The Ministry of Love was the really frightening one. There were no windows in it at all. Winston had never been inside the Ministry of Love, nor within half a kilometre of it. It was a place impossible to enter except on official business, and then only by penetrating through a maze of barbed-wire entanglements, steel doors, and hidden machine-gun nests. Even the streets leading up to its outer barriers were roamed by gorilla-faced guards in black uniforms, armed with jointed truncheons.
#2 DOWN WITH BIG BROTHER
His pen had slid voluptuously over the smooth paper, printing in large neat capitals—DOWN WITH BIG BROTHER DOWN WITH BIG BROTHER DOWN WITH BIG BROTHER DOWN WITH BIG BROTHER DOWN WITH BIG BROTHER
over and over again, filling half a page.
He could not help feeling a twinge of panic. It was absurd, since the writing of those particular words was not more dangerous than the initial act of opening the diary, but for a moment he was tempted to tear out the spoiled pages and abandon the enterprise altogether.
He did not do so, however, because he knew that it was useless. Whether he wrote DOWN WITH BIG BROTHER, or whether he refrained from writing it, made no difference. Whether he went on with the diary, or whether he did not go on with it, made no difference. The Thought Police would get him just the same. He had committed—would still have committed, even if he had never set pen to paper—the essential crime that contained all others in itself. Thoughtcrime, they called it. Thoughtcrime was not a thing that could be concealed for ever. You might dodge successfully for a while, even for years, but sooner or later they were bound to get you.
A few weeks ago I’ve decided to take a book-reading trip across Europe. It wasn’t an easy decision. As some might know I will be traveling (sadly not to Europe) pretty soon, and those travels never end in ‘relaxing in a chair with a book in my hand’. The best I can hope for is having a few minutes at night, a.k.a. my reading fix.
For some unexplained reason I thought that Battle Royale (the movie) was done prior to Battle Royale (the novel). Apparently, the book was released a year before and I don’t remember all of the details in the movie, but it seemed pretty close to the story in the book. (With the exception of little unimportant in my opinion details.)
My knowledge about the theme of the book started about 8 years ago when I first watched the movie Battle Royale. It was powerful and quite original, and I was happy to have had such experience. Then I forgot all about it, until last year when I picked up The Hunger Games trilogy and then it all came back to me. For some time I couldn’t understand why the storyline was so familiar, until I realized that it reminded me of the Battle Royale. Later on, reading some reviews and articles I found out that there is a book and ever since then I wanted to read it.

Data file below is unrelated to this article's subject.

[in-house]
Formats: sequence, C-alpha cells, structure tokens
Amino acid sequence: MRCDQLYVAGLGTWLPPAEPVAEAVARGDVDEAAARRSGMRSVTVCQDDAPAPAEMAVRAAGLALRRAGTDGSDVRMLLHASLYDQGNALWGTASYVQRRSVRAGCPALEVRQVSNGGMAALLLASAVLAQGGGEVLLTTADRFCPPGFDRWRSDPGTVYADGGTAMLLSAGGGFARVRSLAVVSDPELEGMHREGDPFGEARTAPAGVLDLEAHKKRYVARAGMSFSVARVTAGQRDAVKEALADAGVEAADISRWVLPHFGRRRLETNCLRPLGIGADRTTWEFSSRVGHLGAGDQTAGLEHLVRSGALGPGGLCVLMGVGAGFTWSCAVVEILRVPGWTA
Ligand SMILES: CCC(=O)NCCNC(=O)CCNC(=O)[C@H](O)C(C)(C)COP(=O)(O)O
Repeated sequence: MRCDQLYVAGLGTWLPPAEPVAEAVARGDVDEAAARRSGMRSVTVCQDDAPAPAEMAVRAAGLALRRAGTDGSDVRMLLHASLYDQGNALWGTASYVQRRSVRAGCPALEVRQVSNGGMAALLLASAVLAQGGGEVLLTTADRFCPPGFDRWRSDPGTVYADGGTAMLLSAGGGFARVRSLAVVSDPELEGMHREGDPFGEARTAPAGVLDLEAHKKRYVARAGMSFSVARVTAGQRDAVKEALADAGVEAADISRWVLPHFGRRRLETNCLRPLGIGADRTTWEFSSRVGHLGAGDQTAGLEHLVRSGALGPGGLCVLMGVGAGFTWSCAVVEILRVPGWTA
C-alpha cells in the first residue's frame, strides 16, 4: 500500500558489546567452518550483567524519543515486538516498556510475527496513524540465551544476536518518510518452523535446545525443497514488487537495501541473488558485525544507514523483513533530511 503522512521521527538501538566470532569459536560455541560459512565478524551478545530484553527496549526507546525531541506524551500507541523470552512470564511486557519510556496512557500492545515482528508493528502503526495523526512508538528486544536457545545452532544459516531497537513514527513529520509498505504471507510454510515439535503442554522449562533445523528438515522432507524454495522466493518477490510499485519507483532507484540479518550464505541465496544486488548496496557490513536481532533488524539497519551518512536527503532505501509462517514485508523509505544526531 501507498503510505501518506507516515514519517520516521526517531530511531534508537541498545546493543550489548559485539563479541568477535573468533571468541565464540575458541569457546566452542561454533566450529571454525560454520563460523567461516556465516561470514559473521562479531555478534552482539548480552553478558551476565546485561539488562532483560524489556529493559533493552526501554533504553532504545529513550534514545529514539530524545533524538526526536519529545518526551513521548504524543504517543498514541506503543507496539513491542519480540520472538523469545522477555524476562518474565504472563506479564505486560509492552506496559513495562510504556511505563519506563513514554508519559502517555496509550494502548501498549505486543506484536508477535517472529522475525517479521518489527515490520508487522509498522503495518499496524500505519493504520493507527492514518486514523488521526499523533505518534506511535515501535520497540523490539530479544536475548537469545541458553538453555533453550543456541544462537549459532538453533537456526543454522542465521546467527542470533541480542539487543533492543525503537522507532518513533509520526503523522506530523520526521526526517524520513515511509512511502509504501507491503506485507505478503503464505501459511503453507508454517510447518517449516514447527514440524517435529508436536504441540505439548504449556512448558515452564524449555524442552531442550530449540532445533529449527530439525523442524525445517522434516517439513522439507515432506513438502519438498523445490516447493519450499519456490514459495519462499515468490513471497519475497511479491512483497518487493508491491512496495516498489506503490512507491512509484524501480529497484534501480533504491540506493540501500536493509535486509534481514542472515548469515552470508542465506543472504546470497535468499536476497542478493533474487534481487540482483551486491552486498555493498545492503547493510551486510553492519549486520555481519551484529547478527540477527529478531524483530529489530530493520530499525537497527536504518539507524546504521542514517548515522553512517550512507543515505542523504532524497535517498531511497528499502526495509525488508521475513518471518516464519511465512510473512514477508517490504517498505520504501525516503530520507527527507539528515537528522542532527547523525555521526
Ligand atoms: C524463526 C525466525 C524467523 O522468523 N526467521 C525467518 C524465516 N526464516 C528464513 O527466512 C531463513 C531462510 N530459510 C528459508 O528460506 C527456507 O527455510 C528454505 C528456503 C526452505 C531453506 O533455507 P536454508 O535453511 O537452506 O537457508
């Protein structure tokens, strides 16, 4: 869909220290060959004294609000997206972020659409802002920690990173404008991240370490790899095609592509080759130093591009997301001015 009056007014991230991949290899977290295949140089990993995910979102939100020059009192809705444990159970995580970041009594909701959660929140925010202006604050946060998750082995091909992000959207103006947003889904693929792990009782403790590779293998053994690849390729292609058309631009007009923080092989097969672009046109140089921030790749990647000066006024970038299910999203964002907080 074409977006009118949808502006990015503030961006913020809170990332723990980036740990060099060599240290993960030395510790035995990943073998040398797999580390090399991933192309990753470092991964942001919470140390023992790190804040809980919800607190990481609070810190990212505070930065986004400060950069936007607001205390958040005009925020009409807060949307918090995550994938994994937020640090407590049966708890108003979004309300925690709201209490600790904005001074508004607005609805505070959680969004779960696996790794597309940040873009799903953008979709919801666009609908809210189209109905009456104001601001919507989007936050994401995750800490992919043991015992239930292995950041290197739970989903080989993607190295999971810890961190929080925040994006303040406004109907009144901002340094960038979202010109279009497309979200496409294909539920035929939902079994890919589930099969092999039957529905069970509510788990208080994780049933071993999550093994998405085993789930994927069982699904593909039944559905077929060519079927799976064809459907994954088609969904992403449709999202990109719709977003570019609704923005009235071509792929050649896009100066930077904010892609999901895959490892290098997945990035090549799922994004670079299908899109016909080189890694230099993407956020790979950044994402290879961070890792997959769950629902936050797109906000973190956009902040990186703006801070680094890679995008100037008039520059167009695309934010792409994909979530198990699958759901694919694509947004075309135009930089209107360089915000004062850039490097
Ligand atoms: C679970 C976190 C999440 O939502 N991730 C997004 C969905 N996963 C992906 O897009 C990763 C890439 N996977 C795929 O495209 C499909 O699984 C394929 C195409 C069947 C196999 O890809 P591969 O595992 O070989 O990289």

The Joy Luck Club is a book about differences: between mothers and daughters, between China and America, between old and new life. It is about understanding why we are all so different, why we so often don’t understand each other.
From first pages I absolutely LOVED the book. It reminded me so much about my own country and the way things are there. The things we were taught, the things we grew up with. I guess as a new immigrant I’m more like those mothers, than their daughters:
“There is a school of thought,” I said, “that parents shouldn’t criticize children. They should encourage instead. You know, people rise to other people’s expectations. And when you criticize, it just means you’re expecting failure.” “That’s the trouble,” my mother said. “You never rise. Lazy to get up. Lazy to rise to expectations.”
This is so true. The Chinese (Russian, Ukrainian, you name it) way of thinking in comparison with American/Canadian way.
“The eponymous Emma is a victim of the smug, self-deluding French bourgeoisie that Flaubert despised. Trapped in a marriage to a second-rate provincial doctor, she escapes the suffocating confines of her existence by immersing herself in sentimental novels.”
Well, yes, maybe… But! Was that marriage that bad, really, or the husband so second-rated. I mean, yes, he was no genius but how many are there on Earth anyway. I think Emma’s major problem was that she was spoiled by her father, who probably saw a much brighter future for her that could have been given in reality. (Aren’t we all doing the same for our children?) She wasn’t bad at all, but the books she chose to learn from weren’t the ‘right kind’, they idealized the world around Emma and she was literally expecting a prince on the white stallion.